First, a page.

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4 Folk that will destroy your negative views on ageing

By Marcus Santer

Last night whilst I was playing Minecraft with Ollie, Clarabella came into the room and passed me her phone saying:

“Here you go, here’s tomorrows ZEN+ post for you.”

And she was right.

She’d heard a report on good ole BBC Radio 4 about a 100 year old woman who set a swimming record and had looked it up on the Internet.

I forwarded the link to myself and went back to building my farm on Minecraft.

This morning, up bright and breezy and armed with a cup of green tea I fired up my computing machine and started doing a bit of digging.

As is so often the case, I don’t know what I’m going to write until I write it.

And within a few minutes of research I knew there was more to this story. As I looked around I found quite a few folk that clearly destroy many of the myths about what it means to be old.

Let me share 4 of them with you:

1) Mieko Nagaoka from Japan became the first 100 year old to complete a 1500m (100m’s short of a mile) freestyle swim in 1 hr 15 minutes doing back stroke all the way. She started swimming when she was 82 as therapy for her knees.

2) Dr Charles Eugster is a retired dentist. Aged 95 he broke the world record for a 200m indoor run. You can see his record breaking run here:

He took up exercise when he was 85 and joined a body building club when he was 87.

According to Charles the key to ageing well is:

In that order.

He also believes that retirement is a health disaster.

3) Olga Kotelko from Canada at 95 she has 30 world records and 750 gold medals to her name. But then unlike the previous two folk I mentioned she has been competing fro 70 years.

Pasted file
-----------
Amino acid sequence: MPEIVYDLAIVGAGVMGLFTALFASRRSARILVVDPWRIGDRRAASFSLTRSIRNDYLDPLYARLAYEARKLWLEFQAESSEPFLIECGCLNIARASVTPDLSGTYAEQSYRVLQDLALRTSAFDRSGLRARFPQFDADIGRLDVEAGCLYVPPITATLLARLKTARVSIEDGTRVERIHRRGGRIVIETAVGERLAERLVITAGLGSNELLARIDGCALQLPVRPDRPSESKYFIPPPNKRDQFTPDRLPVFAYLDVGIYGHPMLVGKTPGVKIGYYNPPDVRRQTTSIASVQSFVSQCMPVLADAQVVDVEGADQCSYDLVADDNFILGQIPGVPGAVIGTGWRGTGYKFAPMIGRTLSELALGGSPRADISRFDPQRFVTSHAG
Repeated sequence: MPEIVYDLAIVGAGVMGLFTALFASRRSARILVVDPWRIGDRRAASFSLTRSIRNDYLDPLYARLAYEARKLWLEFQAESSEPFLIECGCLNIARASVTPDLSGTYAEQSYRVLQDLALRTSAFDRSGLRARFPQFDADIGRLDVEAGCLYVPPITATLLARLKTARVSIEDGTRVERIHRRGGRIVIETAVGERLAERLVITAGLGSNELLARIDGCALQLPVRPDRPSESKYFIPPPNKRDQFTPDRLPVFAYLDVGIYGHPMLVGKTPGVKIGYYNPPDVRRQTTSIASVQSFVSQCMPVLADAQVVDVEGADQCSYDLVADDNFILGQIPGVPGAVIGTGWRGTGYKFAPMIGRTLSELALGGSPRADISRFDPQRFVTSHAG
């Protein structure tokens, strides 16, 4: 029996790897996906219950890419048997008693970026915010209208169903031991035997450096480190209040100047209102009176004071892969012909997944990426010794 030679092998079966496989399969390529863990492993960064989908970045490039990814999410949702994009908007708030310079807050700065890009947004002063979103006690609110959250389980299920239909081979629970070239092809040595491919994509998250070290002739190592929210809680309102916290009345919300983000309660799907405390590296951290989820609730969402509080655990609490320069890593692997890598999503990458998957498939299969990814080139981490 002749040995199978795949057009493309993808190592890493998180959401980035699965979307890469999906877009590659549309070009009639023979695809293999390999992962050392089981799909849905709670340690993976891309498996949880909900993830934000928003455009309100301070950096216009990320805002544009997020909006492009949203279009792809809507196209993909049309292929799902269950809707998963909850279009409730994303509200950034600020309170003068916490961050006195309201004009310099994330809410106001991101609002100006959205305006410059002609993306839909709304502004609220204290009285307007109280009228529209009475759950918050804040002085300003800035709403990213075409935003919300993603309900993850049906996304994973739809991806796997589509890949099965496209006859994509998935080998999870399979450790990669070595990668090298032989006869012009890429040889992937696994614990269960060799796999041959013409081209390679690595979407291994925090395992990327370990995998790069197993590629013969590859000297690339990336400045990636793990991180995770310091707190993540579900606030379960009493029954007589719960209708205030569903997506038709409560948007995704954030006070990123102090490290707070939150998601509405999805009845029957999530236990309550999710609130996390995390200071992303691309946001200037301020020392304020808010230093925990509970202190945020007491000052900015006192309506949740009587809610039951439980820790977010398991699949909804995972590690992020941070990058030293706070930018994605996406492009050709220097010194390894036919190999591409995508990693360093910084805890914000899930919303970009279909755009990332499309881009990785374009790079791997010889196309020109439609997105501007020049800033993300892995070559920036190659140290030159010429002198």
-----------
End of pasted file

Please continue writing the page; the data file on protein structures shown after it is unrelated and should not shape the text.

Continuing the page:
She believes “age is just a number” and that you age well by staying active and aspiring to be better.

Then of course there’s my favourite centenarian athlete:

4) Fauja Singh the marathon runner who ran the Toronto Waterfront Marathon in 2011 and became the first 100 year old to complete a 26 mile (42 Km) marathon.

Fauja took up running seriously when he was 89.

He attributes his health and vitality to:

Seems to me, these 4 folk demonstrate that the golden keys to living and ageing well are to:

  1. Stay active
  2. Stay curious
  3. Eat right
  4. Value sleep

Hmm, does any of that sound familiar to you?

Sounds like a ZEN+ Lifestyle to me.

Though personally I recommend you don’t wait until you’re in your 80’s to get started.

And who knows maybe you’ll be setting and breaking some serious records.

Or simply avoiding most of the negatives associated with getting older.

Right, I’ve got to get back to work, this ZEN+ Home Study Course isn’t going to build itself.

Bye for now

Marcus

P.S. If you want to know more about living a ZEN+ lifestyle it’s all laid out for you —> Here <--- And when it comes to your beliefs about ageing make sure you do the important exercise on page 40 it might just change your view on what it means to get older.